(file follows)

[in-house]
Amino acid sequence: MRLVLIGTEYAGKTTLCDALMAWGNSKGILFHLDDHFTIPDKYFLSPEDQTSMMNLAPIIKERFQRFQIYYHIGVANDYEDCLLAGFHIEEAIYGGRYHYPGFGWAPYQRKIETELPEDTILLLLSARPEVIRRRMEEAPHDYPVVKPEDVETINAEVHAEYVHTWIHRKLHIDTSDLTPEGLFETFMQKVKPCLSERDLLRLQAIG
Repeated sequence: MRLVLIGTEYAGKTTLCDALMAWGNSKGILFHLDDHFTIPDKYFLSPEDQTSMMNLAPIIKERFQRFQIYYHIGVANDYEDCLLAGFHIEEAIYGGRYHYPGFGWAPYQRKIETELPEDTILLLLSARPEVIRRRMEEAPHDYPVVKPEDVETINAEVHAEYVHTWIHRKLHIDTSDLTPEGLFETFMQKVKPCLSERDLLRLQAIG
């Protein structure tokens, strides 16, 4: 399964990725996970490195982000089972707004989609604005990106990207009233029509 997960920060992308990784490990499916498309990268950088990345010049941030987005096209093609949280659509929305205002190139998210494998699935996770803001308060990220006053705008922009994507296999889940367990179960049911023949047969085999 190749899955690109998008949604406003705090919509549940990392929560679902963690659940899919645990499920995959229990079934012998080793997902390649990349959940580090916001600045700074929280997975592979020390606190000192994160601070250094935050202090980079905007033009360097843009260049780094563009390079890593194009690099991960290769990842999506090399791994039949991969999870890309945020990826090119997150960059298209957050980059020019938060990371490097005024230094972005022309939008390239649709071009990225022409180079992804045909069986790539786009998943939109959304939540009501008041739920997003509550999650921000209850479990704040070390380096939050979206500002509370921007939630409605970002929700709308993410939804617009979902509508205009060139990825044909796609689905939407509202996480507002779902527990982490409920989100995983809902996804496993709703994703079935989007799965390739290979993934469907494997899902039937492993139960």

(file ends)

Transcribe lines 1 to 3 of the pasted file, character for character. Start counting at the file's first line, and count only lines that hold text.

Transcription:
[in-house]
Amino acid sequence: MRLVLIGTEYAGKTTLCDALMAWGNSKGILFHLDDHFTIPDKYFLSPEDQTSMMNLAPIIKERFQRFQIYYHIGVANDYEDCLLAGFHIEEAIYGGRYHYPGFGWAPYQRKIETELPEDTILLLLSARPEVIRRRMEEAPHDYPVVKPEDVETINAEVHAEYVHTWIHRKLHIDTSDLTPEGLFETFMQKVKPCLSERDLLRLQAIG
Repeated sequence: MRLVLIGTEYAGKTTLCDALMAWGNSKGILFHLDDHFTIPDKYFLSPEDQTSMMNLAPIIKERFQRFQIYYHIGVANDYEDCLLAGFHIEEAIYGGRYHYPGFGWAPYQRKIETELPEDTILLLLSARPEVIRRRMEEAPHDYPVVKPEDVETINAEVHAEYVHTWIHRKLHIDTSDLTPEGLFETFMQKVKPCLSERDLLRLQAIG